The Union Budget 2021 was presented by the Finance Minister on 01.02.2021 in the parliament. The budget speech that went on for nearly 2 hours, merely 2 minutes were spared on GST wherein the Finance Minister applauded the parliament on GST and listed the measures taken by the Government in the last 4 years of implementation GST, “to further simplify it”. And towards the end of the two minutes, the FM assured us that the Government will take every possible measure to smoothen the GST further, which led us to believe that no major changes have been made in the GST front. However, the devil indeed lies in the details.
The Finance Bill 2021, proposes 16(3) amendments in GST Laws which comprise 15 amendments to the CGST Act, 2017 and 1 to the IGST Act. Although quite a few announcements were made with respect to Indirect Taxes including customs, in this article, I want to discuss the amendment to Section 16 of the IGST Act, which I find rather inappropriate.
Section 16 under Chapter VII of the IGST Act, 2017, defines Zero Rated supply which includes:
“(a) export of goods or services or both; or
(b) supply of goods or services or both to a Special Economic Zone developer or a Special Economic Zone unit.”
Further, until 31.01.2021 Section 16(3) of the Act allowed a registered person making zero rated supply to claim a refund as per the provisions of Section 54 of the CGST Act via two options:
Through Finance Bill 2021, the definition of zero-rated supply under Section 16(1)(b) has been amended to include transactions of supply to SEZ only when the said supply is for authorized operations. The amendment in the definition has been brought in to align the parent act with the Rules, wherein the refund on supplies to SEZ or SEZ developer was restricted to supplies for authorised operation since the said restriction was not part of the parent Act originally. The amendment puts the onus on the Supplier to ascertain whether the purchase by SEZ Unit is actually for authorized operations or not, when he may not have any idea or means to ascertain the same.
Secondly, Section 16(3) of the IGST Act has been substituted and a proviso has been added to the subsection which provides that the registered person claiming refund under Section 54 of the CGST Act, for exports made under LUT without payment of tax, shall be liable to deposit the refund so received along with interest, in case of non-realization of sale proceeds within thirty days after the expiry of the time limit prescribed under the FEMA, 1999 for receipt of foreign exchange remittances. This amendment has enabled the Rule 96B of the CGST rules inserted vide Notification 16/2020 CT dated 23rd March 2020 which was aimed at recovery of unutilized ITC or IGST refunded to an exporter in the event of non-realization of export proceeds.
Lastly, the option for claiming refund of tax paid on supply of goods and/or services with payment of IGST originally covered under Section16(3)(b), is now being addressed under the newly inserted Section 16(4). However, it is pertinent here to mention that the new subsection restricts the availability of this option to a class of persons engaged in the export of a class of goods or services as notified by the Government.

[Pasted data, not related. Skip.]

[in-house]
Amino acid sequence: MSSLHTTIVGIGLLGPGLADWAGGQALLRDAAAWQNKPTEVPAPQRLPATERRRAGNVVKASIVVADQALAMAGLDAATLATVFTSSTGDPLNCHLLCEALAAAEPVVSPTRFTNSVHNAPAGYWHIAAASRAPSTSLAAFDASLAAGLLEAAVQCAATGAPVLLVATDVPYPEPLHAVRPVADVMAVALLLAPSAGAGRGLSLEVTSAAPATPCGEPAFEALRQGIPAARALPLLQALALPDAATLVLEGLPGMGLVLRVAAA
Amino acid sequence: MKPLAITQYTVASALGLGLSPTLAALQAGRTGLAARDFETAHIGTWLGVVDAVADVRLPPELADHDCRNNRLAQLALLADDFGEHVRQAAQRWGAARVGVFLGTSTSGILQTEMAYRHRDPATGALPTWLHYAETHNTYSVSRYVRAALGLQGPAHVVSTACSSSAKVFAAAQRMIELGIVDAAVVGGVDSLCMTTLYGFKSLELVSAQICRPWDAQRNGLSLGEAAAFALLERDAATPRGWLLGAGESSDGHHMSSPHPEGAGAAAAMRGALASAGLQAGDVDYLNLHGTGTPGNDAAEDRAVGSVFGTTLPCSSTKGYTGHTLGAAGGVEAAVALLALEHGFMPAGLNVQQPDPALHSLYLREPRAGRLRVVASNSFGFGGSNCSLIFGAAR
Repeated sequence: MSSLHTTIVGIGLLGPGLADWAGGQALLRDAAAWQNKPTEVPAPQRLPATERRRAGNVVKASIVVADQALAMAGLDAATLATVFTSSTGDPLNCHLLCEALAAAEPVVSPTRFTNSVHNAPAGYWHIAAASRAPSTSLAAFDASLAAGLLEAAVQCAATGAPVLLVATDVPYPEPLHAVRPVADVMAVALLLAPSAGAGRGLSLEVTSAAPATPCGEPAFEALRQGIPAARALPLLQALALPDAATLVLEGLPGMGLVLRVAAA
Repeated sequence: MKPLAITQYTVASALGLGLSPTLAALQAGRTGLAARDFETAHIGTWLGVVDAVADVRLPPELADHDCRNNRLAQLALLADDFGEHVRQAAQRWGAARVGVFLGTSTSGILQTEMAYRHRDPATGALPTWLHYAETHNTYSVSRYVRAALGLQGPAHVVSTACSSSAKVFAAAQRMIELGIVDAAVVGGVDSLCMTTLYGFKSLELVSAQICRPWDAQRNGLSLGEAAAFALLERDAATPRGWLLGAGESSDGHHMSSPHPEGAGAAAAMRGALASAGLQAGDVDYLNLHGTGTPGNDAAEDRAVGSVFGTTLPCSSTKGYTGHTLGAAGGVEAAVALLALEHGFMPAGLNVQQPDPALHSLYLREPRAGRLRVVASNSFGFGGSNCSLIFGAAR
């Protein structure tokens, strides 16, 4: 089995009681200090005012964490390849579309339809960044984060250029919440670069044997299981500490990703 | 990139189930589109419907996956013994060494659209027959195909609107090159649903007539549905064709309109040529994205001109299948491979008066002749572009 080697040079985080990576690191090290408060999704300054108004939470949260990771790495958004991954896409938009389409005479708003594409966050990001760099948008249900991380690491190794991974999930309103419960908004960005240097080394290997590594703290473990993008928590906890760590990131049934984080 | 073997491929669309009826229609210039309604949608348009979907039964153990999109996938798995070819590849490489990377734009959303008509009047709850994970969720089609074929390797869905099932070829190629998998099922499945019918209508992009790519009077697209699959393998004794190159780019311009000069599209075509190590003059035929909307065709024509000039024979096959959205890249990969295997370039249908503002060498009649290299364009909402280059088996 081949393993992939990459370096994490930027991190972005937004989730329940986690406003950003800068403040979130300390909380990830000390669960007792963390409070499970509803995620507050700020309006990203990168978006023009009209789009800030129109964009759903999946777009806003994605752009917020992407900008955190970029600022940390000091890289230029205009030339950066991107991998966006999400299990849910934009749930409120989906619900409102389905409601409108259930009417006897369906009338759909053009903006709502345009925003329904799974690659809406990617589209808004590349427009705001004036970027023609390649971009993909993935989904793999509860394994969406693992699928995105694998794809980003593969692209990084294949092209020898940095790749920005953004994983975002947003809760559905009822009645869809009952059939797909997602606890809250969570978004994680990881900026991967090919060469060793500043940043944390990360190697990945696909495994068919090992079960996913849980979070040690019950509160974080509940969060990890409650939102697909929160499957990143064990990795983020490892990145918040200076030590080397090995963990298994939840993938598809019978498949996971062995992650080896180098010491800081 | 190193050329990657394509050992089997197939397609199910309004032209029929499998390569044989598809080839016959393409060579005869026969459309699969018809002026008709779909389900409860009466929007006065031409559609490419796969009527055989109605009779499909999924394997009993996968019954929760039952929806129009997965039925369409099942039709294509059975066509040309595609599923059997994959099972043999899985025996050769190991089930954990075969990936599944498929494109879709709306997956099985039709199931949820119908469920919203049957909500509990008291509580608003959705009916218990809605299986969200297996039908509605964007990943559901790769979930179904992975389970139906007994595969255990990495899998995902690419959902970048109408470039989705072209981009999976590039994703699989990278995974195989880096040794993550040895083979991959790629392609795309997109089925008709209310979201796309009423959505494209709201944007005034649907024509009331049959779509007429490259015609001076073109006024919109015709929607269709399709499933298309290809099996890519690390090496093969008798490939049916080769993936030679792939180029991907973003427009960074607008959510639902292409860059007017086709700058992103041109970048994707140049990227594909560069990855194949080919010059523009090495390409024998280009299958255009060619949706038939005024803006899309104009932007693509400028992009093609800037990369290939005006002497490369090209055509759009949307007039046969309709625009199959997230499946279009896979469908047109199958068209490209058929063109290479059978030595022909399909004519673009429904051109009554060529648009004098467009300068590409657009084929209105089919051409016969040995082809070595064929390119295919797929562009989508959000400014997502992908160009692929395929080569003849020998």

In fact, a plain reading of the new sub-section shows that the export with payment of tax is no more an option, but the Government may, on recommendation of GST Council, extend such an option to a notified class of exporters for notified supplies. This has been done in line of the Government’s drive to curb the problem of fake invoices and refund of IGST granted to the exporter on the basis of such fake invoices and illegitimate ITC claimed therewith.
However, in an attempt to get rid of the loopholes in the existing system, the Government has also done away with a system driven method of process of refund since the refund claims by the exporters under LUT is often met by adjudication, creating unnecessary hardship for the exporter to substantiate his claim and get it processed. Another thing that deserves our attention is that with these amendments in place, the GST Laws, which includes both CGST and IGST Act as well as the rules, is now devoid of any provision which enables a registered exporter to claim refund of IGST on exports.
The Finance Bill 2021 has been presented and now it awaits the Presidential assent. In the meantime, we can only speculate which classes of exporters and supplies will be notified by the Government to be eligible to avail the option under Section 16(4). While the intentions of the Government may be in the right place, the effectiveness of the proposed amendments in the realization of those intentions, remain uncertain.
The amendments proposed, though prospective, the departmental officers are known to implement any change in law or approach under the discussion of the GST Council to the batch of applications under process causing unwarranted litigation, ergo delay in sanctioning of refund claims. The exporters need to be watchful of the developments to come and act promptly so as to not lose any refund or any other benefits available to them.